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Wednesday, January 31, 2007

**** Touched by Darkness by Catherine Spangler. Contemporary paranormal romance.

Am I the only one who gets defensive when a book opens with a glossary? It always gives me the impression that I'm supposed to study the glossary and memorize the terms before reading the book, and that there will be a test. Follow that up with a prologue about the world's origins--more testable material--and I'm already in a negative mood before I even start the book.

Dr. Kara Cantrell has been on the run with her six-year-old son Alex ever since the death of his father. They've settled in the small town of Zorro, Texas, and Kara believes hopes that this time they're far enough off the beaten path to be safe.

Alex's father was a Sentinel, a magical protector, and he was killed fighting a Belian--the supernatural bad guys of this world. Kara is a Conductor--a human with the psychic ability to enhance a Sentinel's powers. She never learned much about the magical side of things, and since Richard's death, she's avoided anything to do with magic, up to and including banning video games with magical characters for Alex.

Unfortunately, it's a case of "you can run, but you can't hide," as Kara learns when Sentinel Damien Morgan arrives in town, tracking an especially dangerous Belian who he thinks must have taken over one of the town's inhabitants. Damien asks Kara to conduct for him, and she reluctantly agrees to a limited conduction--without sex--sexual activity enhancing the conduction.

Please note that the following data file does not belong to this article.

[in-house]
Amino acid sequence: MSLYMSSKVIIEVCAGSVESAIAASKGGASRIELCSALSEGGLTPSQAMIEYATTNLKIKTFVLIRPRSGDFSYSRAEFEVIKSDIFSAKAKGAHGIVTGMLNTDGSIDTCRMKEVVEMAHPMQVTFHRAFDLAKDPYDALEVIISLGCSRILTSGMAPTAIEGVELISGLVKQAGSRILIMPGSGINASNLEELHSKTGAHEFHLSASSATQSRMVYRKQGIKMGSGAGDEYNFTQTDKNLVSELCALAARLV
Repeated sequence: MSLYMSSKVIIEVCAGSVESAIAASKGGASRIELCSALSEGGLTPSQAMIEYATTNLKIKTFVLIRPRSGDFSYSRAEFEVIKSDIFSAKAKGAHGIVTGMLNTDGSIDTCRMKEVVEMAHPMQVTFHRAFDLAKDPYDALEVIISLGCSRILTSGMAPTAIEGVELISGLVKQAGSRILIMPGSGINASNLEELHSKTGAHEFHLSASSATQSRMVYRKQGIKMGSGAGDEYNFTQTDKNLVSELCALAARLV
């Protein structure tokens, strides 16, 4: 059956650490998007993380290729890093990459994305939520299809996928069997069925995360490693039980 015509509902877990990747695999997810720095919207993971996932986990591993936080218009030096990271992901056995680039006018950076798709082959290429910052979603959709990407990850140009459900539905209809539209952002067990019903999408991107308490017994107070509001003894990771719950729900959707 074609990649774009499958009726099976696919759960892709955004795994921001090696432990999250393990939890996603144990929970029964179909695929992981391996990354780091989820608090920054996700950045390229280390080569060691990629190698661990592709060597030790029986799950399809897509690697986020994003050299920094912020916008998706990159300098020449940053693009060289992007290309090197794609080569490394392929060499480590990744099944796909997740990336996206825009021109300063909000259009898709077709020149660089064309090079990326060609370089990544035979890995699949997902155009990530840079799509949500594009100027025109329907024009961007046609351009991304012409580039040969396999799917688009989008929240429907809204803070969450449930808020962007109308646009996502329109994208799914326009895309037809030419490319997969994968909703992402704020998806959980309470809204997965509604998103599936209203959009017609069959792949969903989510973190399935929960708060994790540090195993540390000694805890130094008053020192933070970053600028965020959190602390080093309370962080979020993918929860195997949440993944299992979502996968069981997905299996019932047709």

He also demands to train Alex, who, as a budding Sentinel, is glowing with magic that can be sensed by Sentinels and Belians alike. Again, Kara reluctantly agrees, with limits--Damien is allowed only to teach Alex to shield his powers, not to use them.

And that's where the story lost me. Not completely--I still enjoyed it, but from more of a distance. That kind of counterproductive over-protectiveness irritates the heck out of me, as does narrow-minded fear. Kara continued to refuse training for Alex even when she knew he was in danger without it, and she continued to refuse a sexual conduction with Damien even when lives were at stake. I could believe in her character--I've seen plenty of real people like this--but I couldn't respect her or empathize with her.

That really made me think. I'd been all smug after reading a post on Romancing the Blog a while back (I'm too lazy to find the specific post) about liking characters even if their values differ from mine as long as their motivation is clear. Obviously, I was wrong. I don't mind a thief or an assassin, but some values I apparently don't budge on.


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